NEW YORK (Reuters) – The S&P 500 ended down slightly on Tuesday, with investors selling tech-related growth shares following a rise in U.S. Treasury yields.
At the same time, S&P 500 financials, industrials and consumer discretionary rose, extending the recent rotation out of growth and into so-called value names.
The Nasdaq was on track for its first monthly loss since November following the recent rise in Treasury yields. Tech stocks, which have a low-rate environment heavily baked into their high valuations, have been among the hardest hit by the rise in yields.
“It’s somewhat of a leadership-less market,” said Tim Ghriskey, chief investment strategist at Inverness Counsel in New York. “Investors’ preferences are flipping around here almost on a daily basis, primarily between tech plus and cyclicals.
“Cyclicals have certainly had the upper hand here for a while, trading off the reopening of the economy. Tech plus holds in there because it’s really the promise of the future – it should provide investors with steady growth.”
The benchmark U.S. 10-year Treasury yield hit a 14-month high of 1.776% early on Tuesday, but was at about 1.717% by late afternoon in New York.
Unofficially, the Dow Jones Industrial Average fell 100.3 points, or 0.3%, to 33,071.07, the S&P 500 lost 12.21 points, or 0.31%, to 3,958.88 and the Nasdaq Composite dropped 14.25 points, or 0.11%, to 13,045.39.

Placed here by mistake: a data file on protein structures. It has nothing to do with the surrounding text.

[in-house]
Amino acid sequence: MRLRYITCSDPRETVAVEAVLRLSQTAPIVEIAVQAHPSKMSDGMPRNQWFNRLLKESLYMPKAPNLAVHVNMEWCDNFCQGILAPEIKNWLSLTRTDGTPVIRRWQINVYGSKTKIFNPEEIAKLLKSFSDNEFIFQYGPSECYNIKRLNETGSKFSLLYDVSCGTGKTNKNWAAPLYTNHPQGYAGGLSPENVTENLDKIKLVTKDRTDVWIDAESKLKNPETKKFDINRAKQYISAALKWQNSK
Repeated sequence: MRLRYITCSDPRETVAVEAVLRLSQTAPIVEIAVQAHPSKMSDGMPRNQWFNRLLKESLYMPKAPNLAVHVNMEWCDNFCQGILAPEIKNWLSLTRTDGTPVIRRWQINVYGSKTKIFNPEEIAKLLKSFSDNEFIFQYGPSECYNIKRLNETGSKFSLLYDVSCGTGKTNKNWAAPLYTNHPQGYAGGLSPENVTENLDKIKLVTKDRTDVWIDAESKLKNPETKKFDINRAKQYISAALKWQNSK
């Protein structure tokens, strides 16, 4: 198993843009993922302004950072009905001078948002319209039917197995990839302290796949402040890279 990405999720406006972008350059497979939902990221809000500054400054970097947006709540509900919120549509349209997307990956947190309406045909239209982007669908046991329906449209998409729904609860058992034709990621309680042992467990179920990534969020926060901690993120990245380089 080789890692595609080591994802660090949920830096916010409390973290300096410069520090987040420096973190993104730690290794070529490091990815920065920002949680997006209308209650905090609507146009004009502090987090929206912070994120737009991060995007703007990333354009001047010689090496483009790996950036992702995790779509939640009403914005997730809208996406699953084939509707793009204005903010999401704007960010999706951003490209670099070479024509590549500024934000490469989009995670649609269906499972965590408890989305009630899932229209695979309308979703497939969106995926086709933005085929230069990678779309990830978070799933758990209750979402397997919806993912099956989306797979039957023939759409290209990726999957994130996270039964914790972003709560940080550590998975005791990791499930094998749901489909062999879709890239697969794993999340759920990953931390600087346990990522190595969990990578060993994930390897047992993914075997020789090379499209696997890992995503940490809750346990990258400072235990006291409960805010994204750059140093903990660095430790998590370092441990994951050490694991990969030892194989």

“For the next day or two, (value stocks) will probably be leaders because we have quarter-end and institutions want to make sure that they have exposure to the names that performed well,” said Robert Pavlik, senior portfolio manager at Dakota Wealth in New York.
Bets on a swift economic rebound backed by vaccine rollouts and unprecedented stimulus have helped the S&P 500 and the Dow hit record closing highs recently.
On Wednesday, President Joe Biden will unveil more details about the first stage of his infrastructure plan, which could be worth as much as $4 trillion.
Bank stocks rebounded as investors took heart from signs that the impact from the fall of a U.S. hedge fund did not ripple out to broader markets.
Wells Fargo & Co jumped after the lender said it had a prime brokerage relationship with Archegos Capital and that it no longer had any exposure and did not experience any losses.
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